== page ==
Jonah Goldberg cannot find meaning

Jonah Goldberg, in an editorial published in the editorial pages of the various newspapers which published it, and on the National Review website, penned an article on the intellectual exercise craze of the day — attempting to sort out the items of popular culture which define the Bush Era.  Or, this Bush Decade, kind of, which is about to end, kind of.

The generic “Cult of the Presidency” is at work with these definitions, as well a bit of …

Likewise, the 1980s and 1990s felt like real decades, whether you hated them or not. Reagan and Bill Clinton, through force of personality alone, helped give the ’80s and ’90s a coherence.
But it doesn’t feel like we can say the same thing about George W. Bush’s oughts, in no small part because Bush showed neither the interest nor the ability to dominate the culture.

Funny thing, though, is that if you go back to 1995 and 1996 and 1997, you’ll find published opinions stating that Bill Clinton has not forced his dominance on the decade as have such figures as Ronald Reagan, that there is no “Clinton Decade”.  Maybe the Clinton Decade didn’t begin until the Monica Lewinsky Scandal, and it ended soon thereafter.  It appears we have granted Clinton the Seinfeld “Presidency about Nothing” honor, extolling the trifles and tribulations of the turbulent world.  And Darrell Hammond has defeated Phil Hartman for the SNL impersonation of Clinton.  The policies of the president himself?  I don’t know — he did some good things, he did some bad things, he sought to privatize Social Security but we like to pretend he didn’t, the dot-com bubble burst at the beginning of Bush’s administration and was sort of immediately floated into a housing boom — none of this matters or it all matters very little in assessing the “Clinton Decade” and the “Force of Personality” “Clinton imposed” on the “1990s Clinton Decade”.

Bush?  The entire nation has been trying to forget about for the past two years.  Which leads the pop culture equation to this line a little off:

Neither the pro-Bush nor anti-Bush segments of society seemed to control the commanding heights of the popular culture. After 9/11, the Bushian forces seemed to dominate — freedom fries, 24, the Dixie Chicks’ implosion — but that didn’t last long. And, with the exception of a brief counter-Bush surge led by the lefty blogosphere, Jon Stewart and the re-imagined coffeehouse rock version of the Dixie Chicks, the battle for decade dominance has been between a fizzle and a deadlock.The war on terrorism doesn’t define young peoples’ lives, but neither does Bush-hatred. Virtually all of the antiwar or anti-Bush screeds put out by Hollywood over the last year, including Oliver Stone’s latest doggerel, have bombed.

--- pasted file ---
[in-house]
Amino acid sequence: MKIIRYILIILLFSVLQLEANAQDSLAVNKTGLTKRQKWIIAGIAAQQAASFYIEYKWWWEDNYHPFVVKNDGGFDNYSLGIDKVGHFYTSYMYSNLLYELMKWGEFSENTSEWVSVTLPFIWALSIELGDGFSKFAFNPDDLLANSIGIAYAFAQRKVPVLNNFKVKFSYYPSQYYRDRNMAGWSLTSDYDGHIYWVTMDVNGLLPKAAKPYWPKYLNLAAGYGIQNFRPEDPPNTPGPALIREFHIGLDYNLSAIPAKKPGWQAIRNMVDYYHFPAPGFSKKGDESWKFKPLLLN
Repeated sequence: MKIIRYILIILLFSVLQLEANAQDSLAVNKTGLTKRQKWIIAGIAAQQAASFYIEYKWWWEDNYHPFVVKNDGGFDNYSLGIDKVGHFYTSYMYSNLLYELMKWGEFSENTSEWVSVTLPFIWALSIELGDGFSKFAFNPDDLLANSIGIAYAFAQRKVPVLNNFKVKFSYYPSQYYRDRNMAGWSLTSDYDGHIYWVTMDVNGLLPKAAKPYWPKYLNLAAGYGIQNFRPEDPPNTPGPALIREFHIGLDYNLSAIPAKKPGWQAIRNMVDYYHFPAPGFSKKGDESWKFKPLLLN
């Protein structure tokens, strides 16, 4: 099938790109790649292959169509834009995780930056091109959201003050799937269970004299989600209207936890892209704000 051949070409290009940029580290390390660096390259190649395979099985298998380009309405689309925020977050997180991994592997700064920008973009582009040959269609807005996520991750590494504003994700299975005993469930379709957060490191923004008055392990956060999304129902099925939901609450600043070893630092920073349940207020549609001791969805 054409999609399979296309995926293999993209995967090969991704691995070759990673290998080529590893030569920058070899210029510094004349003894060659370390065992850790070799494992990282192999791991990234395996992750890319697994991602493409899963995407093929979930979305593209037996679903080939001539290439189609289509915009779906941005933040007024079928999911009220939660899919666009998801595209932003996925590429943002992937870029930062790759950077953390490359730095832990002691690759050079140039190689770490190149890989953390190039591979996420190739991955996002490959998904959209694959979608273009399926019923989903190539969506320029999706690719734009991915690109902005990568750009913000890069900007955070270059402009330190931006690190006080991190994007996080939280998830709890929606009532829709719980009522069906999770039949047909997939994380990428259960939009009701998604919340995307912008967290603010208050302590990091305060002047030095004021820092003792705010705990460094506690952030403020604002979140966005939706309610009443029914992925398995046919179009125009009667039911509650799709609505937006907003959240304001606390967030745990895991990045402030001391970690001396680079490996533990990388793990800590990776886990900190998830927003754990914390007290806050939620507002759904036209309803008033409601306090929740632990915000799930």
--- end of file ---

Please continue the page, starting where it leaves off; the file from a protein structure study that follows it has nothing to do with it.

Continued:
Few people want to watch a movie about George W Bush.  The anti-Bush screeds peeter out because we are all anti-Bush to the point where we are all post-Bush — there is no culture and (quasi)counter culture to be pushing up against.  And he forgot Green Day’s “American Idiot”.  Or, for that matter, to list something besides 24 as pro-Bush pop culture emphemia.

 Goldberg ends with an existential question.:

The interesting question is whether Obama can — with the aid of his accomplices — impose a meaning on our age, or whether the age of meaning itself is over.

Only by requiring all federal buildings to carry that one piece of iconography (you know what I’m referring to), banners hanging over every bridge and every building — Dear Leader Kim Jong Il style.  Otherwise, we’ll just have to shift meaning out of a pile of a series of Economic Stimulus bills in order to fill our empty little lives.

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